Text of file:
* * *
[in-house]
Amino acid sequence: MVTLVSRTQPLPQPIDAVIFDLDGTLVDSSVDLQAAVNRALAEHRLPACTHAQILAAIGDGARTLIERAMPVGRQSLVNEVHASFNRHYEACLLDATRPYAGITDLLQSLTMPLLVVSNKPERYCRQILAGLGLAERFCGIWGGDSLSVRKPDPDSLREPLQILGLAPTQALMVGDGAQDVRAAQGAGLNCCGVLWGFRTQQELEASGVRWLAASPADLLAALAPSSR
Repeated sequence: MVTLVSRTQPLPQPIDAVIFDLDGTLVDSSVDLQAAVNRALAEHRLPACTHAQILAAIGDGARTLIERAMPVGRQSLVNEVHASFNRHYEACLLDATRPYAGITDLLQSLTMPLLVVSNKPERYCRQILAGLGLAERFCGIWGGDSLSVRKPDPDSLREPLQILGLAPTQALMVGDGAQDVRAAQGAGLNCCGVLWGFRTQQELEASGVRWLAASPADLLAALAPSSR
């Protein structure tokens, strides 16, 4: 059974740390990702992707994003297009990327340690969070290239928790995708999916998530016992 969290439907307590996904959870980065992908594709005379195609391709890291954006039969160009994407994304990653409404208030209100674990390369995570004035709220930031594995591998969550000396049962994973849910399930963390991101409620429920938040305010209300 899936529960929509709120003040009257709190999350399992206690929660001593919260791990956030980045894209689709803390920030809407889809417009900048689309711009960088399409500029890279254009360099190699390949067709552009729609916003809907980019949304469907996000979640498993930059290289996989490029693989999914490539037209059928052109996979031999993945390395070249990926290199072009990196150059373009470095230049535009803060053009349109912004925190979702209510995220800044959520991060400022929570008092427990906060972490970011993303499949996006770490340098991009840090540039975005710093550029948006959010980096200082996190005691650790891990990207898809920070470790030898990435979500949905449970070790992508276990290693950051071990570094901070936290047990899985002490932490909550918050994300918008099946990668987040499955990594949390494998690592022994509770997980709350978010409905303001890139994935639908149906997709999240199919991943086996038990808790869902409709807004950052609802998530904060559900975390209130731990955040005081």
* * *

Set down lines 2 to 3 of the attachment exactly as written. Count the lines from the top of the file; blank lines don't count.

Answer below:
Amino acid sequence: MVTLVSRTQPLPQPIDAVIFDLDGTLVDSSVDLQAAVNRALAEHRLPACTHAQILAAIGDGARTLIERAMPVGRQSLVNEVHASFNRHYEACLLDATRPYAGITDLLQSLTMPLLVVSNKPERYCRQILAGLGLAERFCGIWGGDSLSVRKPDPDSLREPLQILGLAPTQALMVGDGAQDVRAAQGAGLNCCGVLWGFRTQQELEASGVRWLAASPADLLAALAPSSR
Repeated sequence: MVTLVSRTQPLPQPIDAVIFDLDGTLVDSSVDLQAAVNRALAEHRLPACTHAQILAAIGDGARTLIERAMPVGRQSLVNEVHASFNRHYEACLLDATRPYAGITDLLQSLTMPLLVVSNKPERYCRQILAGLGLAERFCGIWGGDSLSVRKPDPDSLREPLQILGLAPTQALMVGDGAQDVRAAQGAGLNCCGVLWGFRTQQELEASGVRWLAASPADLLAALAPSSR